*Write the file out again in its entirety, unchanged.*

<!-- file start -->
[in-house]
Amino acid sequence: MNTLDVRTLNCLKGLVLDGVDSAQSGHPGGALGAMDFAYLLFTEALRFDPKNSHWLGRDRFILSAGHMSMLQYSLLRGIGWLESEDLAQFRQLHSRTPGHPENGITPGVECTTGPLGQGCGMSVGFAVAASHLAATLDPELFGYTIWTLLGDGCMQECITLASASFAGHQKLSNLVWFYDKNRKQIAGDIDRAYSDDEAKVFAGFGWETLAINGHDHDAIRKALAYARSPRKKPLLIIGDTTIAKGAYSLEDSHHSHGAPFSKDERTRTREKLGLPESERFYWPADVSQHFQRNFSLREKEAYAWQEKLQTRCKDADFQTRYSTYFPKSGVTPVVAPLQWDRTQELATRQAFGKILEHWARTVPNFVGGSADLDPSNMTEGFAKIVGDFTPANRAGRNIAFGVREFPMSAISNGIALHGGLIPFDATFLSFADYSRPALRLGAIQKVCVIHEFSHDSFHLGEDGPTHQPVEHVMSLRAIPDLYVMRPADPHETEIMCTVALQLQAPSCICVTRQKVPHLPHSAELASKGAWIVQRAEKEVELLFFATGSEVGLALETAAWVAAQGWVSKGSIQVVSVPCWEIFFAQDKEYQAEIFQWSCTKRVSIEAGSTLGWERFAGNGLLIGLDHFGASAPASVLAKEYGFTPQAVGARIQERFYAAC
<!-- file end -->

[in-house]
Amino acid sequence: MNTLDVRTLNCLKGLVLDGVDSAQSGHPGGALGAMDFAYLLFTEALRFDPKNSHWLGRDRFILSAGHMSMLQYSLLRGIGWLESEDLAQFRQLHSRTPGHPENGITPGVECTTGPLGQGCGMSVGFAVAASHLAATLDPELFGYTIWTLLGDGCMQECITLASASFAGHQKLSNLVWFYDKNRKQIAGDIDRAYSDDEAKVFAGFGWETLAINGHDHDAIRKALAYARSPRKKPLLIIGDTTIAKGAYSLEDSHHSHGAPFSKDERTRTREKLGLPESERFYWPADVSQHFQRNFSLREKEAYAWQEKLQTRCKDADFQTRYSTYFPKSGVTPVVAPLQWDRTQELATRQAFGKILEHWARTVPNFVGGSADLDPSNMTEGFAKIVGDFTPANRAGRNIAFGVREFPMSAISNGIALHGGLIPFDATFLSFADYSRPALRLGAIQKVCVIHEFSHDSFHLGEDGPTHQPVEHVMSLRAIPDLYVMRPADPHETEIMCTVALQLQAPSCICVTRQKVPHLPHSAELASKGAWIVQRAEKEVELLFFATGSEVGLALETAAWVAAQGWVSKGSIQVVSVPCWEIFFAQDKEYQAEIFQWSCTKRVSIEAGSTLGWERFAGNGLLIGLDHFGASAPASVLAKEYGFTPQAVGARIQERFYAAC